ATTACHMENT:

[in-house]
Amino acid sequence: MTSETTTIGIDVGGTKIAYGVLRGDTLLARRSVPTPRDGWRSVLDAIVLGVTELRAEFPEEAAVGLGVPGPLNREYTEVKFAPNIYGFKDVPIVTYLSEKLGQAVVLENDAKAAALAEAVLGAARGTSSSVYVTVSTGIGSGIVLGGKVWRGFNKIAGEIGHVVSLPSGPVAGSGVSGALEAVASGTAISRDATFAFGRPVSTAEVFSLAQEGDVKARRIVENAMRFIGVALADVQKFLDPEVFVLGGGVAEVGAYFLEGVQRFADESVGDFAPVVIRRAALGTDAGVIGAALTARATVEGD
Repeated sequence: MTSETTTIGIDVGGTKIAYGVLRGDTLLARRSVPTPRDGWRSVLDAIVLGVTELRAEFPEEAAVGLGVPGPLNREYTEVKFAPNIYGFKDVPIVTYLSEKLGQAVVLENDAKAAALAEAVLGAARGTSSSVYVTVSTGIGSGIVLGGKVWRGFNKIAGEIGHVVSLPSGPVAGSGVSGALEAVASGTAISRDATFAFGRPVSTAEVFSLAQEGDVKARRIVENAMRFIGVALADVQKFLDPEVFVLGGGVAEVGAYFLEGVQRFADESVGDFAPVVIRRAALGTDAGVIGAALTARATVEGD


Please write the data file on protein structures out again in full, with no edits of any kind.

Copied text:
[in-house]
Amino acid sequence: MTSETTTIGIDVGGTKIAYGVLRGDTLLARRSVPTPRDGWRSVLDAIVLGVTELRAEFPEEAAVGLGVPGPLNREYTEVKFAPNIYGFKDVPIVTYLSEKLGQAVVLENDAKAAALAEAVLGAARGTSSSVYVTVSTGIGSGIVLGGKVWRGFNKIAGEIGHVVSLPSGPVAGSGVSGALEAVASGTAISRDATFAFGRPVSTAEVFSLAQEGDVKARRIVENAMRFIGVALADVQKFLDPEVFVLGGGVAEVGAYFLEGVQRFADESVGDFAPVVIRRAALGTDAGVIGAALTARATVEGD
Repeated sequence: MTSETTTIGIDVGGTKIAYGVLRGDTLLARRSVPTPRDGWRSVLDAIVLGVTELRAEFPEEAAVGLGVPGPLNREYTEVKFAPNIYGFKDVPIVTYLSEKLGQAVVLENDAKAAALAEAVLGAARGTSSSVYVTVSTGIGSGIVLGGKVWRGFNKIAGEIGHVVSLPSGPVAGSGVSGALEAVASGTAISRDATFAFGRPVSTAEVFSLAQEGDVKARRIVENAMRFIGVALADVQKFLDPEVFVLGGGVAEVGAYFLEGVQRFADESVGDFAPVVIRRAALGTDAGVIGAALTARATVEGD